Environment Variables are accessible during both the Build Step and Runtime and can be configured for Production, Preview, and Development Environments individually.
This allows you to inject values that you don't want to place directly in your source code and change its behavior depending on the Environment its running in.
To declare an Environment Variable for your deployment, head to the Environment Variables page of your Project Settings.
You can add the following types of Environment Variables:
The Environment Variable value is stored as plain text and is visible to any user that has access to the Project. Plaintext Environment Variables should be used for non-sensitive information, such as
When selected, you will be prompted to create a new Secret or choose an existing one to populate the value of the Environment Variable. Secrets are encrypted and should be used for sensitive information like passwords or access tokens. Note that if you select Secret, you won't be able to assign the Variable to the Development Environment.
The value is automatically populated by the System when you create a Deployment. References to System Environment Variables can be used to provide your code with information about the System, such as the URL of the Deployment or the name of the Git branch deployed.
Once added, Environment Variables are applied to your subsequent deployments. They can then be consumed during the Build Step by the framework of your choice, or by a Serverless Function at Runtime.
The value of a Plaintext Environment Variable is stored as plain text and is visible to any user that has access to the Project.
To create a new Plaintext Environment Variable, select Plaintext in the first step.
Then, enter the Name of the Environment Variable. For example, if you are using Node.js and you create an Environment Variable named
API_URL, it will be available under
process.env.API_URL in your code.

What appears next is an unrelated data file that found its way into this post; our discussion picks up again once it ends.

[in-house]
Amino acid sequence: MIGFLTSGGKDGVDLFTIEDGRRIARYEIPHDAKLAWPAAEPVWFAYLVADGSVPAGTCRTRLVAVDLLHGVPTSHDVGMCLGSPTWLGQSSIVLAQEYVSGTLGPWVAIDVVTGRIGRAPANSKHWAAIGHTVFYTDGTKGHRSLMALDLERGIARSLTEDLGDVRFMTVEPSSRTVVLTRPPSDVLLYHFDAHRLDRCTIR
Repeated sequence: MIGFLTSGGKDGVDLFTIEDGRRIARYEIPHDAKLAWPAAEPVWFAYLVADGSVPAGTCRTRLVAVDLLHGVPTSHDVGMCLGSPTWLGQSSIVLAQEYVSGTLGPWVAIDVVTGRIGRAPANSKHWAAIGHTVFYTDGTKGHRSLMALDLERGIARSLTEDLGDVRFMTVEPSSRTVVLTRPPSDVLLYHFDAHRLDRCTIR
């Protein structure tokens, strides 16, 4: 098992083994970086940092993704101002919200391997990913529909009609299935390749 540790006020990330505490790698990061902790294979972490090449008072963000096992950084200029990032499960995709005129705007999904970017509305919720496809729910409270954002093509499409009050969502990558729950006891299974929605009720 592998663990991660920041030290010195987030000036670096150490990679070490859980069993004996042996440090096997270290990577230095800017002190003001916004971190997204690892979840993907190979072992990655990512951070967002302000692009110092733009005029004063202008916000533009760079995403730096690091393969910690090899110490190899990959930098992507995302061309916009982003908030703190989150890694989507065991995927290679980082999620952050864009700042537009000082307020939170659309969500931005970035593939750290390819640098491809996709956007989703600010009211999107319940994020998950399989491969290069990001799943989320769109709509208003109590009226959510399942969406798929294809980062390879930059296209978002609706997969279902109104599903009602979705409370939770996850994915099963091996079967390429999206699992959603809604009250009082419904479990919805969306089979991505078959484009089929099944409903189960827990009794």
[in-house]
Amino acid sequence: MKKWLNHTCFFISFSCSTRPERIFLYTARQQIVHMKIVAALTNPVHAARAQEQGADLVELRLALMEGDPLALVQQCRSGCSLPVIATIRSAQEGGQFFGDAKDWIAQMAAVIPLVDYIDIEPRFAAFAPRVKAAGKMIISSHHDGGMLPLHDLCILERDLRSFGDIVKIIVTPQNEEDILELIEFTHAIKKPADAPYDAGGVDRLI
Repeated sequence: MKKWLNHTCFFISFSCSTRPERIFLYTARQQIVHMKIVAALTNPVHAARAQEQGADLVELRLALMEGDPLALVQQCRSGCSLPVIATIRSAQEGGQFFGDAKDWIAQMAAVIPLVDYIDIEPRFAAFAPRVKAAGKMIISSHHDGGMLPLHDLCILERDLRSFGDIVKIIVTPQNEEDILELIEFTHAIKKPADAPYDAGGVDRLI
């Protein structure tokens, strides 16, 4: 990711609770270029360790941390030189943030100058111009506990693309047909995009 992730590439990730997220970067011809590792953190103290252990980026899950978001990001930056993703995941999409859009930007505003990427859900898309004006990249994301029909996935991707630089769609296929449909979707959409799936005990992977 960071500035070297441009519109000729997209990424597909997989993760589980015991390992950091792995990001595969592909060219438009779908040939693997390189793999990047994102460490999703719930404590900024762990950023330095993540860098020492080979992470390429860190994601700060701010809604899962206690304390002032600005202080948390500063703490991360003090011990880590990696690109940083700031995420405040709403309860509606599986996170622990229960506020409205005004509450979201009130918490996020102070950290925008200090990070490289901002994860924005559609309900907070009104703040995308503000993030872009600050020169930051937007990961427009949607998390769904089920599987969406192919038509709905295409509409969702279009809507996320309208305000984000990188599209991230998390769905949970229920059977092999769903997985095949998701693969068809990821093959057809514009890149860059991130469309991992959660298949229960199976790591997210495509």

Enter the desired Value for your Environment Variable and click Save.
Note that you can copy and paste a multi-line value.
Alternatively, you can insert a line break in the Value field by pressing
Enter key while holding
You can populate the value of an Environment Variable with a Secret. They are encrypted and provide a secure way to store and share sensitive information between Deployments.
To create a new Secret Environment Variable, select Secret in the first step.
Enter the desired Name for your Environment Variable.
In the Value field, you can search and select an existing Secret available in your Personal Account or Team.
Alternatively, you can also create a new Secret. Click on Create new Secret for… to do so.
Enter the Name and Value of the Secret. When you click Add, the Secret is created.
Lastly, select the desired Environments and click Save.
If you're looking to share a piece of information in Environment Variables across multiple Projects within the same Personal Account or Team on Vercel, Secrets are the best way to accomplish that.
Even if you only want to use the information inside a single Project, Secrets should always be used if you're dealing with sensitive information – like access tokens.
Secrets cannot be renamed. They must be deleted and created with a new name.
In order to delete them, you can use our command-line interface.
Vercel provides a set of Environment Variables that are automatically populated by the System, such as the URL of the Deployment or the name of the Git branch deployed.